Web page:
Posts Tagged ‘Howard’

  • Print21 leads worldwide release of Kodak Gold Dry Ink

    The first issue of Print21 magazine for 2013, which hit letterboxes in late February, is leading the global print pack in the latest print technology stakes, with its cover featuring Kodak’s as-yet-unreleased Gold Dry Ink.

    As the first magazine in Australia – and one of the first in the world – to feature the brand new gold ink on its front and back cover, this issue of Print21 is spearheading the global up-take of the new Kodak NexPress ink range.

    With the ink’s global release date set for June 2013, the covers of this issue of Print21 had to be flown to Kodak’s headquarters in Rochester, New York, to be printed with the new gold standard in the company’s NexPress range – a challenge that was more than made up for in the impressively eye-catching final result on the cover.

    “Our cover image was specially selected to highlight the creative possibilities of the gold ink,” says Patrick Howard, Print21’s publisher. “The pigments in the Gold Dry Ink produce a sparkle effect that is similar to that achieved with offset metallic inks. The Gold solution follows the pattern already set by Kodak with its dimensional printing effect, utilizing the Fifth Imaging Unit of the press to add decorative or tactile layers to the CMYK inks.”

    The Gold Dry Ink product is an important member of a growing family of special effect inks for the Kodak NexPress series of digital printers. Users can now get their hands on a dizzying array of different inks and special effect coatings, including Red Fluorescing – which illuminates under ultraviolet light, Gloss/Spot Gloss, Protective Coating/Watermark, Dimensional Printing – giving a raised or 3D effect, MICR security magnetic ink for items like cheques, and an additional red green and blue dry ink for an extended colour gamut.

    As for the gold ink, it was a development for the Fifth Imaging Unit that was a long time coming, with customers around the world eagerly anticipating the release of the new golden tone.

    “There is a lot of research and development that goes into it, and exhaustive testing,” says Darren Yeates, business manager for Digital Print Solutions for Kodak Australia. “We showed the ink at drupa 2012 and it’s taken this long to get it into market. Kodak took a lot of their market research from the show, where the gold ink was first really showcased. It’s a bit early to say where it will be used most, but obviously it will be popular for items like book covers.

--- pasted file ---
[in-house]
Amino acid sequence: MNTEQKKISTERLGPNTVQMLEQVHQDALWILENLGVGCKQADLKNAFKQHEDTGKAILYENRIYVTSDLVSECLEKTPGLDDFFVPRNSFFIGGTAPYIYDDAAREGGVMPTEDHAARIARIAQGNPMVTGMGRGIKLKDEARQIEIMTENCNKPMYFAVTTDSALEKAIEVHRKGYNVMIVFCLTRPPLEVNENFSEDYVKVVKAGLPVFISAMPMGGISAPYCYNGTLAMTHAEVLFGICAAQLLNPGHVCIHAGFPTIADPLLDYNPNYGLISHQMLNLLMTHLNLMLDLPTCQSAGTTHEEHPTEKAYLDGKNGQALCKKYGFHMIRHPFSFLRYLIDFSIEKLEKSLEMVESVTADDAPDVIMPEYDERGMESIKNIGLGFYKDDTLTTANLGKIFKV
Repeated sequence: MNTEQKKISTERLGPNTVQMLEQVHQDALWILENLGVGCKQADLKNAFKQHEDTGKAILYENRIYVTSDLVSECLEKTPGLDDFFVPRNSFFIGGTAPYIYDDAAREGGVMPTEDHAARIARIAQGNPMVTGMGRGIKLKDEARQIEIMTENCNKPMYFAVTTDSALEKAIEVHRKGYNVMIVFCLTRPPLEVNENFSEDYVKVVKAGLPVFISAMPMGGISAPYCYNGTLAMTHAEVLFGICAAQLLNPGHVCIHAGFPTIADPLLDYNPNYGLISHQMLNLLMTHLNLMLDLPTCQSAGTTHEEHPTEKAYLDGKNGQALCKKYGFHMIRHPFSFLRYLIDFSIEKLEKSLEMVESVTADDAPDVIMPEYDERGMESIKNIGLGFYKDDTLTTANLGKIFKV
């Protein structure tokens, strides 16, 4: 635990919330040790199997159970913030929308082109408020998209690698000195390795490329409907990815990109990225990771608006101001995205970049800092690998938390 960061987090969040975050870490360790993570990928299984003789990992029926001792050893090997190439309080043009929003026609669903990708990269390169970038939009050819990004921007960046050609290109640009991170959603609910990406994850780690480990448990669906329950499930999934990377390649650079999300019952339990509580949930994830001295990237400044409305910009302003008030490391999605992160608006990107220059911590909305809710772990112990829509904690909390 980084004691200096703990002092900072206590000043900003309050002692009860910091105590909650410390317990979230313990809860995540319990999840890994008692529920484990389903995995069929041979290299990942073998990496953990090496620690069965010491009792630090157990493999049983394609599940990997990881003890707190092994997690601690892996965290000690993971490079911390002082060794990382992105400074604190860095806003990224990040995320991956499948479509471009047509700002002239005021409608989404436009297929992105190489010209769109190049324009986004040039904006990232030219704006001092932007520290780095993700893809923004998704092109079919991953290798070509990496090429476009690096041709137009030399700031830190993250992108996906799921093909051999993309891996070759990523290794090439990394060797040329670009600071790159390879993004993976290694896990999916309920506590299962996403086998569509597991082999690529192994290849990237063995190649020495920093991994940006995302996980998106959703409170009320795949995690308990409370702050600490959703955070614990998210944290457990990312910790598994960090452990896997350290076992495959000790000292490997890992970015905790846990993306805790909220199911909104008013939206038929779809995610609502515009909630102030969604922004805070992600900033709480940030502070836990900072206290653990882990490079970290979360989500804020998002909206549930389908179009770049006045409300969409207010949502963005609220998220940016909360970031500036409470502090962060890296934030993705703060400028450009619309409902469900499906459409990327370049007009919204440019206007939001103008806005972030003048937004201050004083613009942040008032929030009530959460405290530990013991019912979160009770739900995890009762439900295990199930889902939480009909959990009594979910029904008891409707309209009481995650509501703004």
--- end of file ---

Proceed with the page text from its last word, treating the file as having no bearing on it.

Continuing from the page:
“Part of the reason why the gold ink is coming to market first is that Kodak determined that was the most popular colour with the customer base. Second would be the Pearlescent ink, with which you can use a CMYK build and add the ink to the top, followed by the neon pink, the highlighter,” he says.

    Given the ever-increasing range of special inks and effects for the Fifth Imaging Unit, NexPress users out there have the growing capacity to include special features in their work that may have previously required the use of additional equipment – an ability that will enable plenty of printers to stand out from the crowd, according to Yeates.

    For generations, gold-trimmed Venetian masks, like the one featured on the front cover of this issue, were designed to provide their wearers with anonymity among the crowds of Venice. Even today, during the canal city’s annual Carnivale celebrations, the masks still retain some of their past purpose.

    In contrast to the gold trimming featured on this cover’s Venetian mask, however, Kodak’s new gold ink is designed to make printers and their customers stand out from the crowd, to be easily recognised among the others in the sector.

    Of course, when printers get their hands on the new gold ink, they really are going to be able to literally shine – or at least their work will. According to Kodak, the gold ink, with its sparkle effect, is ideal for specialty jobs like book covers, dust jackets, direct mail, marketing collateral, certificates, tickets and short run magazine covers. It can also take on a variety of additional tones and hues through the application of process colours on the media beneath it, just like adding different metals to real gold to attain a whole spectrum of colours.

    Like the alchemists of yesteryear, forever searching for the philosopher’s stone in their quest to turn lead into gold, Kodak has taken the NexPress and used it as a catalyst to create a golden touch out of ink and paper. For Robert Mollee, Kodak Ausralia’s sales and strategic product group director, this ability – driven by the Fifth Imaging Unit’s capabilities – gives the machine the golden lure of possibility for printers wanting to provide a unique offering to their customers.

    “We like to think that the NexPress is a shining light against the competition,” says Mollee. Now, with the new Gold dry ink set to hit the market in June, Kodak is turning up the power on the NexPress spotlight.

    Given that gold’s elemental symbol on the periodic table is Au – from the Latin word ‘aurum,’ meaning ‘glowing dawn’ according to some translations, Kodak looks set to illuminate the NexPress with its new golden addition, and offer printers a ‘glowing dawn’ of new possibility.